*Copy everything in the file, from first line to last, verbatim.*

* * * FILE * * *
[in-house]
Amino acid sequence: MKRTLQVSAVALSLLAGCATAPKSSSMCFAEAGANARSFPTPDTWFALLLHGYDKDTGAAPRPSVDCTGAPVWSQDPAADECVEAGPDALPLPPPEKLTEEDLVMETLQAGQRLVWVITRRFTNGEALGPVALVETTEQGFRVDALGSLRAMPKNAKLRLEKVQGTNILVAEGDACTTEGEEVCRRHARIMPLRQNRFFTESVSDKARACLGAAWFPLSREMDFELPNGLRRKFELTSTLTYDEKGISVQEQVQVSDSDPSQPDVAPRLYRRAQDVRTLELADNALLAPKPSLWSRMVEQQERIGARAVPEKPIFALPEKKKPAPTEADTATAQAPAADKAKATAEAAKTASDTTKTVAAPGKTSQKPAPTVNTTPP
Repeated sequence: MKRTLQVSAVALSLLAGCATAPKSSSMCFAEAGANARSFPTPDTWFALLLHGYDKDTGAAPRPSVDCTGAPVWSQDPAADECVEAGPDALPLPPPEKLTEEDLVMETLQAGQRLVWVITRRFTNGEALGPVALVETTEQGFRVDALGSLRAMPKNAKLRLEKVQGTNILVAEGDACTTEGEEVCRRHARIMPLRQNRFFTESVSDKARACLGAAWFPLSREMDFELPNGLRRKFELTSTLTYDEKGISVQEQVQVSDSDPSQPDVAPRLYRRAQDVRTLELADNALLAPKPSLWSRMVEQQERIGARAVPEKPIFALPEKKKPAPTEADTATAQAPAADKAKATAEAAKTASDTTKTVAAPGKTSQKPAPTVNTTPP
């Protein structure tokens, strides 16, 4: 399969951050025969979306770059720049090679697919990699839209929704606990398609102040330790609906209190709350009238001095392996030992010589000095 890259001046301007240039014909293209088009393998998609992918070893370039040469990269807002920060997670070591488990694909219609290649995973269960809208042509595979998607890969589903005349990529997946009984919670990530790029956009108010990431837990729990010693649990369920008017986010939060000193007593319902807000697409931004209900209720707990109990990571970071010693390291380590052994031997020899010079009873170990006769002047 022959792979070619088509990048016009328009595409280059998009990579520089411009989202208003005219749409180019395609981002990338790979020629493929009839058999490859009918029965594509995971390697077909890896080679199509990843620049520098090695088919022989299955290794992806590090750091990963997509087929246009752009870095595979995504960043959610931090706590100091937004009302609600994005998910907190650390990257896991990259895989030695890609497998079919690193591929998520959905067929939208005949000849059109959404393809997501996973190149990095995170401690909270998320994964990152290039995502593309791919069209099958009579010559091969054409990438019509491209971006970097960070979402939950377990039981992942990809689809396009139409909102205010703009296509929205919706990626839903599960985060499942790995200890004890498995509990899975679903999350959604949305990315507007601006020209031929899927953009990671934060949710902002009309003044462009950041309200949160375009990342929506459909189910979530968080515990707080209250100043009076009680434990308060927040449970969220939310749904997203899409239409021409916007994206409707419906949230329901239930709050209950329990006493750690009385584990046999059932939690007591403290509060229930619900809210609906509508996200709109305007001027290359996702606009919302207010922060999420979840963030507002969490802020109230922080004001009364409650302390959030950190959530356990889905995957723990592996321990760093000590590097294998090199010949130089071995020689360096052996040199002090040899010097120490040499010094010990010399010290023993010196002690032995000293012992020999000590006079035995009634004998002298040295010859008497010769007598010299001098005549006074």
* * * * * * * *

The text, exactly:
[in-house]
Amino acid sequence: MKRTLQVSAVALSLLAGCATAPKSSSMCFAEAGANARSFPTPDTWFALLLHGYDKDTGAAPRPSVDCTGAPVWSQDPAADECVEAGPDALPLPPPEKLTEEDLVMETLQAGQRLVWVITRRFTNGEALGPVALVETTEQGFRVDALGSLRAMPKNAKLRLEKVQGTNILVAEGDACTTEGEEVCRRHARIMPLRQNRFFTESVSDKARACLGAAWFPLSREMDFELPNGLRRKFELTSTLTYDEKGISVQEQVQVSDSDPSQPDVAPRLYRRAQDVRTLELADNALLAPKPSLWSRMVEQQERIGARAVPEKPIFALPEKKKPAPTEADTATAQAPAADKAKATAEAAKTASDTTKTVAAPGKTSQKPAPTVNTTPP
Repeated sequence: MKRTLQVSAVALSLLAGCATAPKSSSMCFAEAGANARSFPTPDTWFALLLHGYDKDTGAAPRPSVDCTGAPVWSQDPAADECVEAGPDALPLPPPEKLTEEDLVMETLQAGQRLVWVITRRFTNGEALGPVALVETTEQGFRVDALGSLRAMPKNAKLRLEKVQGTNILVAEGDACTTEGEEVCRRHARIMPLRQNRFFTESVSDKARACLGAAWFPLSREMDFELPNGLRRKFELTSTLTYDEKGISVQEQVQVSDSDPSQPDVAPRLYRRAQDVRTLELADNALLAPKPSLWSRMVEQQERIGARAVPEKPIFALPEKKKPAPTEADTATAQAPAADKAKATAEAAKTASDTTKTVAAPGKTSQKPAPTVNTTPP
């Protein structure tokens, strides 16, 4: 399969951050025969979306770059720049090679697919990699839209929704606990398609102040330790609906209190709350009238001095392996030992010589000095 890259001046301007240039014909293209088009393998998609992918070893370039040469990269807002920060997670070591488990694909219609290649995973269960809208042509595979998607890969589903005349990529997946009984919670990530790029956009108010990431837990729990010693649990369920008017986010939060000193007593319902807000697409931004209900209720707990109990990571970071010693390291380590052994031997020899010079009873170990006769002047 022959792979070619088509990048016009328009595409280059998009990579520089411009989202208003005219749409180019395609981002990338790979020629493929009839058999490859009918029965594509995971390697077909890896080679199509990843620049520098090695088919022989299955290794992806590090750091990963997509087929246009752009870095595979995504960043959610931090706590100091937004009302609600994005998910907190650390990257896991990259895989030695890609497998079919690193591929998520959905067929939208005949000849059109959404393809997501996973190149990095995170401690909270998320994964990152290039995502593309791919069209099958009579010559091969054409990438019509491209971006970097960070979402939950377990039981992942990809689809396009139409909102205010703009296509929205919706990626839903599960985060499942790995200890004890498995509990899975679903999350959604949305990315507007601006020209031929899927953009990671934060949710902002009309003044462009950041309200949160375009990342929506459909189910979530968080515990707080209250100043009076009680434990308060927040449970969220939310749904997203899409239409021409916007994206409707419906949230329901239930709050209950329990006493750690009385584990046999059932939690007591403290509060229930619900809210609906509508996200709109305007001027290359996702606009919302207010922060999420979840963030507002969490802020109230922080004001009364409650302390959030950190959530356990889905995957723990592996321990760093000590590097294998090199010949130089071995020689360096052996040199002090040899010097120490040499010094010990010399010290023993010196002690032995000293012992020999000590006079035995009634004998002298040295010859008497010769007598010299001098005549006074």